History

The Rev. Bev Cosby
The Rev. Bev Cosby

Beverly Cosby, a young seminary student, returned to Lynchburg, Virginia in the early 1950’s after World War II, during a time when small towns all across America were experiencing a boom in urban development. The city of Lynchburg was no different, and Cosby watched as surrounding farmland in the Rivermont and Boonsboro area was bought up as development took over.

Cosby worried that children would not have a place to play, and decided to do something about it. He began by providing a gathering place for a small group of neighborhood children in his home. Soon after, Cosbys’ father donated a piece of property adjoining his home for a playing field. Cosby’s idea for a place for children to gather for play and learning flourished.

Camp Kum-Ba-Yah began in 1950, with a few neighborhood children gathering together for friendship and games. Today, Camp Kum-Ba-Yah summer camp brings over 500 children, counselors, and camp friends together for a wonderful summer camping experience. Nestled in the heart of Lynchburg, Camp Kum-Ba-Yah offers 40 acres for campers to explore the natural world around them, experience personal discovery through new and challenging activities in a safe and encouraging environment, and an opportunity to cultivate friendships through shared responsibility and community. Campers join us from every part of the city and every walk of life. We celebrate the specialness of difference and strive to enable all children to find confidence and a sense of self-worth.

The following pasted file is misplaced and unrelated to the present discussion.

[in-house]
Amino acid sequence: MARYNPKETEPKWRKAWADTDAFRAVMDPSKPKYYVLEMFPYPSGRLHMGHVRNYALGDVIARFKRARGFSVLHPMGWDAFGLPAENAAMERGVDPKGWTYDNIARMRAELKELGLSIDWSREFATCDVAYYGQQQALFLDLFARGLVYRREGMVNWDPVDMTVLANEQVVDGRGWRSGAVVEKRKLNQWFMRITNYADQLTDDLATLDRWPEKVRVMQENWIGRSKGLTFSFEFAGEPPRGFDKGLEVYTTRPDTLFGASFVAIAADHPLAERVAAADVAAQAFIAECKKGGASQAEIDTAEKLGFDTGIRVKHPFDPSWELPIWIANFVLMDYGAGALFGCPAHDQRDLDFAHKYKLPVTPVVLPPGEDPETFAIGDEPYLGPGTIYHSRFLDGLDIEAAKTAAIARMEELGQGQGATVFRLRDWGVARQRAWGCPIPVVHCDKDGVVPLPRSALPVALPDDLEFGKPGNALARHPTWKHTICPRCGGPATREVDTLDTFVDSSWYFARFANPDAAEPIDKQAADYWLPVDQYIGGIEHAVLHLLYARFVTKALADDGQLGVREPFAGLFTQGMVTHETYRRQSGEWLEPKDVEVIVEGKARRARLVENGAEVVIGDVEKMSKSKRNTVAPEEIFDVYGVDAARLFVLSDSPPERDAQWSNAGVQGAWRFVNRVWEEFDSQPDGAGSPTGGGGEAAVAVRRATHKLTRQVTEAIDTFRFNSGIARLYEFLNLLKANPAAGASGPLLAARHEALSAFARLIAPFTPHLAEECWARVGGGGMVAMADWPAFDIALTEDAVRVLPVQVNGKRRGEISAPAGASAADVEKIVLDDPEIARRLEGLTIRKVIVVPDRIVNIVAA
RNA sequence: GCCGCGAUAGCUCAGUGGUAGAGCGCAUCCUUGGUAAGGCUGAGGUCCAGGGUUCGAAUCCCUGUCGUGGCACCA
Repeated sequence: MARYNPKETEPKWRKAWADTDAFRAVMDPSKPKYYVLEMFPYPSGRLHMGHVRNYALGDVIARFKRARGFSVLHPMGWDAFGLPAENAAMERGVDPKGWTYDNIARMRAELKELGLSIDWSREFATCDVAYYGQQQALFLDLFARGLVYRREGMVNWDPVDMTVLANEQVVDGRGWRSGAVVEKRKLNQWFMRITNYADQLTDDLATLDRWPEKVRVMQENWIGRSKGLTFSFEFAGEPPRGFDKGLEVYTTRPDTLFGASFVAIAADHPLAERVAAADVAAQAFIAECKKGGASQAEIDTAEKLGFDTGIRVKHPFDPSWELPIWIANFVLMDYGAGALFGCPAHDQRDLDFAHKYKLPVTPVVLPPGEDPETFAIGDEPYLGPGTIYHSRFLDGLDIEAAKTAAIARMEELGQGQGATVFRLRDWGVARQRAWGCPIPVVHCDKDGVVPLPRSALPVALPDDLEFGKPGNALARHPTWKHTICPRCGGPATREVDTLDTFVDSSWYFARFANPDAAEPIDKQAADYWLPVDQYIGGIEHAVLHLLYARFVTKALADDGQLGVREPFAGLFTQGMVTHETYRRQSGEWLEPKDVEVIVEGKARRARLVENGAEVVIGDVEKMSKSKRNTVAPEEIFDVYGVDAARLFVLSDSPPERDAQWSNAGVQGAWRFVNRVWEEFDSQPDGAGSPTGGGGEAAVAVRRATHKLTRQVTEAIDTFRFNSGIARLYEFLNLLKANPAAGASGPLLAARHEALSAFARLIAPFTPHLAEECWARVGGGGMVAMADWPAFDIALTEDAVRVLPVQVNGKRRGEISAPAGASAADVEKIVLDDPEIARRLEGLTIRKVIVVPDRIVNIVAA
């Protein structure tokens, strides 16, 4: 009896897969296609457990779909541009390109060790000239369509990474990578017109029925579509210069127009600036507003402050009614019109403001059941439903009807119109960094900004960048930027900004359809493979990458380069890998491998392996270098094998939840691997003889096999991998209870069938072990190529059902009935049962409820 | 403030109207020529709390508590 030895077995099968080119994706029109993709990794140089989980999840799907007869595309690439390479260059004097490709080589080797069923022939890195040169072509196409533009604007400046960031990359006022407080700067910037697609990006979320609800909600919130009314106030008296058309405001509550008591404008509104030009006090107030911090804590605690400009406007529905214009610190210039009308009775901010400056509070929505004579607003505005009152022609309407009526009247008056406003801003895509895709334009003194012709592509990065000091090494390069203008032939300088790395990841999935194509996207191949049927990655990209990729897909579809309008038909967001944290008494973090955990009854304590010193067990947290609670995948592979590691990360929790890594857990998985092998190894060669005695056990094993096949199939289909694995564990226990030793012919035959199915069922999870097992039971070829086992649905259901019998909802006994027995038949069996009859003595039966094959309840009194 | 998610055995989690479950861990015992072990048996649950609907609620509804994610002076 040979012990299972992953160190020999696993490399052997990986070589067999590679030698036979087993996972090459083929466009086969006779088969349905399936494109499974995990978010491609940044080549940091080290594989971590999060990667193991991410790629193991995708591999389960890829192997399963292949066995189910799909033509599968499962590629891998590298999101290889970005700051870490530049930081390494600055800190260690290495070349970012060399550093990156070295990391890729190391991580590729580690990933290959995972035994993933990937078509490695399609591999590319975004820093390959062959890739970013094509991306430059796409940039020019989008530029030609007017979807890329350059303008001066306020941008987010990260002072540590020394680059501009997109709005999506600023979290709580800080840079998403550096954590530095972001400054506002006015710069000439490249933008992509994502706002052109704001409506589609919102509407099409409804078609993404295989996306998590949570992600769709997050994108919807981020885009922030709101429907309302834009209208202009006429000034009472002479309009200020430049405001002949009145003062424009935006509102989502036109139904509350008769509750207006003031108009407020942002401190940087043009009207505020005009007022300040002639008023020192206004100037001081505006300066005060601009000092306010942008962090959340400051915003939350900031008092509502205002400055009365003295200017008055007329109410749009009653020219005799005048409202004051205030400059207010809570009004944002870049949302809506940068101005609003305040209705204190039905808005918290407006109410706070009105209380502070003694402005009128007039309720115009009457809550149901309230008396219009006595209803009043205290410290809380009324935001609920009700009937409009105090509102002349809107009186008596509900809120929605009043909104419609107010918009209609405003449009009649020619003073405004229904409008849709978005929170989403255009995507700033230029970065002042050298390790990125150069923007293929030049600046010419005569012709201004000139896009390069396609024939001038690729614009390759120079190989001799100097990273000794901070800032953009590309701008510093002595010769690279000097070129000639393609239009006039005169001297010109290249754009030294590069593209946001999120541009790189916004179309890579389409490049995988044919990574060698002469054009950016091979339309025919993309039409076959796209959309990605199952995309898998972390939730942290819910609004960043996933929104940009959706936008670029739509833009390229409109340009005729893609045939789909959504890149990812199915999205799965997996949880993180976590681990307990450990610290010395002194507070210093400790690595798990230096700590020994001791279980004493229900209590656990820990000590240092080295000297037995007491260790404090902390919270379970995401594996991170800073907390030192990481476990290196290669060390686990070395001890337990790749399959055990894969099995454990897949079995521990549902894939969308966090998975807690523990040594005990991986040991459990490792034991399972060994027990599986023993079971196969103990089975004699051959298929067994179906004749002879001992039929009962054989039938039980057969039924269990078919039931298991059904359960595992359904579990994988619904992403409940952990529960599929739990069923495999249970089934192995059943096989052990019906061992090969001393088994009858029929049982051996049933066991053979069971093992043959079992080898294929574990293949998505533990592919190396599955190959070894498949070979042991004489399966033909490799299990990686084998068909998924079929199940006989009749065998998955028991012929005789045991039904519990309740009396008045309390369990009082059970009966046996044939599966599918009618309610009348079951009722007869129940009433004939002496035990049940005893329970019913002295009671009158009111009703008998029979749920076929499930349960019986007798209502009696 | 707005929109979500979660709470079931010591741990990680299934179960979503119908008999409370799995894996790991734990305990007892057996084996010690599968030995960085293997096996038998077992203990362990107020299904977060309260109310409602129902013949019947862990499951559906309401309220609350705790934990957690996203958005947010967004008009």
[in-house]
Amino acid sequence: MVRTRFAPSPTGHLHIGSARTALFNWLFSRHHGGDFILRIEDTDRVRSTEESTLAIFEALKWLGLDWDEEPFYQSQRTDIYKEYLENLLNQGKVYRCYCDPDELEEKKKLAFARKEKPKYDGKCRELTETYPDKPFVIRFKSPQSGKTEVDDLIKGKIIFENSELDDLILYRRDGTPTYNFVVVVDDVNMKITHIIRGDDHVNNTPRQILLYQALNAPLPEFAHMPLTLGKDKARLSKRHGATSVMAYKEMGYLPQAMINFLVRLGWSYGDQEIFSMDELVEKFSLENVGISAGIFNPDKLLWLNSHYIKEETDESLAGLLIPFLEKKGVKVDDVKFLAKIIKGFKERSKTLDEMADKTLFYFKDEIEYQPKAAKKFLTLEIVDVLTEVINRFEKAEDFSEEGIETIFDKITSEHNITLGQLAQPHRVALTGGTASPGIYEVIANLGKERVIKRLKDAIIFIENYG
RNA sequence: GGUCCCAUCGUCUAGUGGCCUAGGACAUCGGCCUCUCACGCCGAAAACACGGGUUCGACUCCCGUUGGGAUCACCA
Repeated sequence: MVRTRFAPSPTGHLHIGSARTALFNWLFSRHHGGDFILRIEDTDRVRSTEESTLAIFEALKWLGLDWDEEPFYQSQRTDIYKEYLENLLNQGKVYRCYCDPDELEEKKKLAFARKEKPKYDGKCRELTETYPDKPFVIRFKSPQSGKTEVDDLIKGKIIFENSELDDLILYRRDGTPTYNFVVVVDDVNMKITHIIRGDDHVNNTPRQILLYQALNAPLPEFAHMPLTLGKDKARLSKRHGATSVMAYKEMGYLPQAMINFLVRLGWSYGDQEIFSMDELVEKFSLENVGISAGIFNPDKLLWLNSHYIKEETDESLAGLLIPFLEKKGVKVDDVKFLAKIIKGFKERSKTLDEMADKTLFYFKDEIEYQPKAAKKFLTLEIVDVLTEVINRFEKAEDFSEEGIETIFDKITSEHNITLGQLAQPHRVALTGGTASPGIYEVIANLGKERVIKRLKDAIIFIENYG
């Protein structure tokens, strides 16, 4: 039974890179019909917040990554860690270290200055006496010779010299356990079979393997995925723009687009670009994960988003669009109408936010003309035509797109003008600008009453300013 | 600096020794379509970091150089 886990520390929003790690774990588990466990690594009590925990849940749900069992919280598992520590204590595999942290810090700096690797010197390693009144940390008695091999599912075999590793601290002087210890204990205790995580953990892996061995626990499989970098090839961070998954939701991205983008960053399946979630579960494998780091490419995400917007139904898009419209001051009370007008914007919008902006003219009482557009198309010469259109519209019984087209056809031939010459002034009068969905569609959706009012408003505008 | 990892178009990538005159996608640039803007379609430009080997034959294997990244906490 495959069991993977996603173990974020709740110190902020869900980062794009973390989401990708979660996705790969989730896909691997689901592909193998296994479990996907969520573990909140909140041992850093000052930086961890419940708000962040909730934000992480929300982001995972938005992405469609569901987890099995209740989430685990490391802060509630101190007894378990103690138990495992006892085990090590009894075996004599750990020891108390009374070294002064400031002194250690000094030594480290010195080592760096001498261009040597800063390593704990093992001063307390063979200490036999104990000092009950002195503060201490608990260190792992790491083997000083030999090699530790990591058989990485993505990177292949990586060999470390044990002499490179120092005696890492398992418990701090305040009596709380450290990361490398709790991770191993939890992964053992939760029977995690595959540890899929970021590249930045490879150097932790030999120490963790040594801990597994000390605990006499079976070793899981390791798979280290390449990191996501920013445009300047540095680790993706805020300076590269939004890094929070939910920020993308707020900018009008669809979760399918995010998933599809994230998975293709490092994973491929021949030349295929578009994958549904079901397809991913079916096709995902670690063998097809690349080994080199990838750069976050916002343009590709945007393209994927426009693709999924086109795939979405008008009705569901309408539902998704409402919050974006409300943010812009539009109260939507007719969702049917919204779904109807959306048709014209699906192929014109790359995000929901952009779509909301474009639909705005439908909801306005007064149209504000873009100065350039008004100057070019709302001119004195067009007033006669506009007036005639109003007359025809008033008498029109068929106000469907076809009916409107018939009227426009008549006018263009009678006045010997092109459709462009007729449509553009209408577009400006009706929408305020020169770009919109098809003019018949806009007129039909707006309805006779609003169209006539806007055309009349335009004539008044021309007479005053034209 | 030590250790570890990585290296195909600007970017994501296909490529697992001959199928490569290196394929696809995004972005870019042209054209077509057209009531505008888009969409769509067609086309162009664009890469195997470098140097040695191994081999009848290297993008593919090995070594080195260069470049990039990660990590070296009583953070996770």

Since it beginning, Camp Kum-Ba-Yah has offered summer day camp for children of all racial, cultural, and religious affiliations, and economic circumstances. Those who can afford to pay, do so. Those who cannot, receive scholarship assistance so that no child is ever turned away. We teach our campers — the children of our collective community — how to lead a healthy life, to become self-reliant and confident. We are as relevant today as we were in the 1950’s.

With the help of countless friends, relatives, associates, and neighbors — and with financial help from grants — Camp Kum-Ba-Yah remains a safe, fun place for children to play, learn, and grow.

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